Rambo is a fitting tribute for longtime fans of the character and franchise, such as myself, because the film is a conclusive tribute to the classic series, and for our dedication to the character of John Rambo, we receive this final reward where the character reaches a destination we've wanted him to arrive at since the end of First Blood. I must admit to being apprehensive about the film based on the marketing campaign that focused solely on the violence and played with that "let the bodies hit the floor" music, but much to my relief, the movie understands its roots, its characters, and its place in the franchise. Right from the typeface used during the opening credits, which hearkens back to those used on previous Rambo films, not to mention the use of Jerry Goldmith's famed theme, I felt reassured that the filmmakers had not left behind the themes and ideas of the previous films, especially those of the first. Goldsmith's mesmerizing, trumpet-heavy theme feels right at home in Rambo, and many of the sensory touches in the film's opening sequence brought back memories of the first three films. What follows is indeed a violent, gruesome film, but unlike so many others, the violence is a necessary evil not only to tell the story, but a means of showcasing who Rambo is and resolving his decades-old emotional crisis.
Other critics have denounced the film for its unrelenting violence but have missed the point of the film. Indeed, the film is one of the more gruesome I've seen with violence akin to that of Saving Private Ryan, but the violence isn't the reason for the film's existence. Despite the unrelenting violence depicted at the film's climax, it is nevertheless one of the most intense and well-staged action pieces I've seen. The film exists, as written by Sylvester Stallone himself, not only as a means of calling out attention to the atrocities in Burma, but also as a fitting "end of the journey" for John Rambo. You know what you are. What you're made of. War is in your blood. Don't fight it. You didn't kill for your country, you killed for yourself. The gods are never gonna make that go away. When you're pushed, killing's as easy as breathing. With this, Rambo has chosen his destiny, and come full circle, finally accepting what he is rather than trying to run away from it, as he tried desperately to do in the first three Rambo films. Here, he also eschews the hatred he feels toward the world he lives in (which is well-depicted early in the film when he initially refuses to help the missionaries), a hatred that is understandable and grounded in his experiences as depicted in the first three films of the series. The movie ends far better than I could have ever hoped. It's the absolutely perfect end to the entire franchise, and even though a fifth Rambo film is said to be in the works, I cannot imagine it topping the simple yet honest ending of this film, an ending I've been waiting for since I first saw First Blood years ago.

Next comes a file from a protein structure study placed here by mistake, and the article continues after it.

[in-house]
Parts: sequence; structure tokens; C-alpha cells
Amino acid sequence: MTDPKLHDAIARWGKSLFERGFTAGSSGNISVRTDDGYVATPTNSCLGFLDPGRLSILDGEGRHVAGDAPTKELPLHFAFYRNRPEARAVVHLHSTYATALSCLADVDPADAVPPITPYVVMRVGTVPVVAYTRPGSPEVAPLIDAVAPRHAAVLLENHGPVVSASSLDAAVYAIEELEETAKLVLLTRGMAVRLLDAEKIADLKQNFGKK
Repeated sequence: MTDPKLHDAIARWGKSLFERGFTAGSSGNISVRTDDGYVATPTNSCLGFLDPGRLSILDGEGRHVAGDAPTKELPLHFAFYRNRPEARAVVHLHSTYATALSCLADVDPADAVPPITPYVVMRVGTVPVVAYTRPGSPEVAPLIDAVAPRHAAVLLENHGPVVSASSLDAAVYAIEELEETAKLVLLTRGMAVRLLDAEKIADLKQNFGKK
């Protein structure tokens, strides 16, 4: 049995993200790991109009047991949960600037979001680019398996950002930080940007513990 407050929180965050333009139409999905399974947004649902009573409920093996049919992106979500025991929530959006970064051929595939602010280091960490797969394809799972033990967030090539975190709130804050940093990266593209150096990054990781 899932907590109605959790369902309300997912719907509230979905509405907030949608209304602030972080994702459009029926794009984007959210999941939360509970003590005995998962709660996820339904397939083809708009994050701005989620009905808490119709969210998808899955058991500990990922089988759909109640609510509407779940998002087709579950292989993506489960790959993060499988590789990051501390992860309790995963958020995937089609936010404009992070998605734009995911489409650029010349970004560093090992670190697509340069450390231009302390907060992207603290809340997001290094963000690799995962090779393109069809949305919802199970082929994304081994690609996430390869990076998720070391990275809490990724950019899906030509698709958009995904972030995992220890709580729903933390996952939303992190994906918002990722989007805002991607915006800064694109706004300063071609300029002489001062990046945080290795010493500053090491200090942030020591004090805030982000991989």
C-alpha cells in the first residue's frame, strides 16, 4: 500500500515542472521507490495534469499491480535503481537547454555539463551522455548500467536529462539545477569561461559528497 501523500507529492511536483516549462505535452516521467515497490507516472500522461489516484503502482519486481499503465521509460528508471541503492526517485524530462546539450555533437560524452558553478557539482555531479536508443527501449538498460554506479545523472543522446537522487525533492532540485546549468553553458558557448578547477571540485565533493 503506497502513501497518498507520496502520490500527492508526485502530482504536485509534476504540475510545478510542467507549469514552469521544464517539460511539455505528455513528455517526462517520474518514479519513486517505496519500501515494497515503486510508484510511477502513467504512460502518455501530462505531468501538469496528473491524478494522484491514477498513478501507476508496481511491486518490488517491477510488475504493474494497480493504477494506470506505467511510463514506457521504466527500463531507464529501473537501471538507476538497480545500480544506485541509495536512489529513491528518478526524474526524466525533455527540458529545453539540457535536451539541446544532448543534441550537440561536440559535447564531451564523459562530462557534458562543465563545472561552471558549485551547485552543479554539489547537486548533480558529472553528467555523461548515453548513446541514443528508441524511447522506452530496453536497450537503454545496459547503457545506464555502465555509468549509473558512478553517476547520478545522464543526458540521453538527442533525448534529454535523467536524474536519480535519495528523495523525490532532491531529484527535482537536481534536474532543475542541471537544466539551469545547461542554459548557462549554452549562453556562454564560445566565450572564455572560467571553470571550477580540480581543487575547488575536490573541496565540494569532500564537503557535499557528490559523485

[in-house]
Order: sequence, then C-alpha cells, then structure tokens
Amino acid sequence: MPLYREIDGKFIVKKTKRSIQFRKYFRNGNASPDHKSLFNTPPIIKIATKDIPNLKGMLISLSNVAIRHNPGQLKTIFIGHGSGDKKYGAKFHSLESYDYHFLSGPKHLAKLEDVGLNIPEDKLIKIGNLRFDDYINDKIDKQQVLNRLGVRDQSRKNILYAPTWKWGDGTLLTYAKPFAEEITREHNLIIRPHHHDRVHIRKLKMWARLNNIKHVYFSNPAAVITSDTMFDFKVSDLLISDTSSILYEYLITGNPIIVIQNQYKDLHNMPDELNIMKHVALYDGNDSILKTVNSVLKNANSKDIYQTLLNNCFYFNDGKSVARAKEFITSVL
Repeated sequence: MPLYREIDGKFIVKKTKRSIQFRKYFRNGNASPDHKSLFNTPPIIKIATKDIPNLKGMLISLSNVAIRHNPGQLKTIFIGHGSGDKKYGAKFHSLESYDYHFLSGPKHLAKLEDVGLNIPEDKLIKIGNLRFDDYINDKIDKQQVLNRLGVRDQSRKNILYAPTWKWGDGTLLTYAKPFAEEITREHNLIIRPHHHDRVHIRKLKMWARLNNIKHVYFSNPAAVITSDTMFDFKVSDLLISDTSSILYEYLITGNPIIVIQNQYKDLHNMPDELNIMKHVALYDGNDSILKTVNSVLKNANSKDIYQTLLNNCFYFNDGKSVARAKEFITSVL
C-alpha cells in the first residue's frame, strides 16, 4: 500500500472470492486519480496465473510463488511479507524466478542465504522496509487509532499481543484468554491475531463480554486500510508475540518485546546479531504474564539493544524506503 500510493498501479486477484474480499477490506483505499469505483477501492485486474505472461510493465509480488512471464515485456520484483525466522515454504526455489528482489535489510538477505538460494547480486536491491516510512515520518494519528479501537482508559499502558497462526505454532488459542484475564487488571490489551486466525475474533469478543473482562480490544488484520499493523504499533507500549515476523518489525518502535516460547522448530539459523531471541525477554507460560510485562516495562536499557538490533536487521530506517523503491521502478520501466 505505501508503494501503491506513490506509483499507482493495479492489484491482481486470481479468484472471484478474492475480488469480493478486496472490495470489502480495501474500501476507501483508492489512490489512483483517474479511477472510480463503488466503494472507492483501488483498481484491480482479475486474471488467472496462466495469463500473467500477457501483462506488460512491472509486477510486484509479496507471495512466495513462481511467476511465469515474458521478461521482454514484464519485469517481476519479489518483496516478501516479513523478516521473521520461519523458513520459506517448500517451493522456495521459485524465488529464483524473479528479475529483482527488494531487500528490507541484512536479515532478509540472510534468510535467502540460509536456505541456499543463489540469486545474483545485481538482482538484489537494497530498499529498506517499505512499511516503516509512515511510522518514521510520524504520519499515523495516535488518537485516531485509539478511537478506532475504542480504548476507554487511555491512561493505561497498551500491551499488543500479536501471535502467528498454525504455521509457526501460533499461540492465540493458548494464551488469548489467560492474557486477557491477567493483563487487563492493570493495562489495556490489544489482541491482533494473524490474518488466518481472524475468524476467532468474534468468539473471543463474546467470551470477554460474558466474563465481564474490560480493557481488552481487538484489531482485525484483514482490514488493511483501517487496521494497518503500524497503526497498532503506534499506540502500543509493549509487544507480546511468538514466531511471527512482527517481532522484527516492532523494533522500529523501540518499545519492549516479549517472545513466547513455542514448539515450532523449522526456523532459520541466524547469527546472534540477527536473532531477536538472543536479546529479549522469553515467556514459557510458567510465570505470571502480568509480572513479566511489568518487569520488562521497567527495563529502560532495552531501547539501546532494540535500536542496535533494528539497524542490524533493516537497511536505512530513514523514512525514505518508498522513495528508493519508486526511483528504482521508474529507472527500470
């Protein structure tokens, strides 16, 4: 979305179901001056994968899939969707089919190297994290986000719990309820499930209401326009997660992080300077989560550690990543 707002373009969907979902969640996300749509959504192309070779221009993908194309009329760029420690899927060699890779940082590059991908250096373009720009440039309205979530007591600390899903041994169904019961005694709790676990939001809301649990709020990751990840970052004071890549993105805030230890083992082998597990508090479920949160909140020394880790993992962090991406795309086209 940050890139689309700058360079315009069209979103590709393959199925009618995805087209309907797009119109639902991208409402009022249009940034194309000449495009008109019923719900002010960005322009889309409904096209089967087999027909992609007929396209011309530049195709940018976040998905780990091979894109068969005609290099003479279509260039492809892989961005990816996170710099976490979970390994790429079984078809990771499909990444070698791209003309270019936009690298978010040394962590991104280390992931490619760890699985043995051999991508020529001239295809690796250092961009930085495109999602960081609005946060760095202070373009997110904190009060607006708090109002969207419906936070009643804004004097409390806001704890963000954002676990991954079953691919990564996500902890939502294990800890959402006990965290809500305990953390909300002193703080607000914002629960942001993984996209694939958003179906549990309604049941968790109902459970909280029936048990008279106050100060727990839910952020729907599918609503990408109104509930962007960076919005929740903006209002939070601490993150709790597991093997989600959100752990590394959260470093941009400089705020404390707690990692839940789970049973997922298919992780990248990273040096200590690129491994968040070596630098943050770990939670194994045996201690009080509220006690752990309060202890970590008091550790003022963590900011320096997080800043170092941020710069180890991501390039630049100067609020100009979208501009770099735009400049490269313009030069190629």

Rambo Blu-ray, Video Quality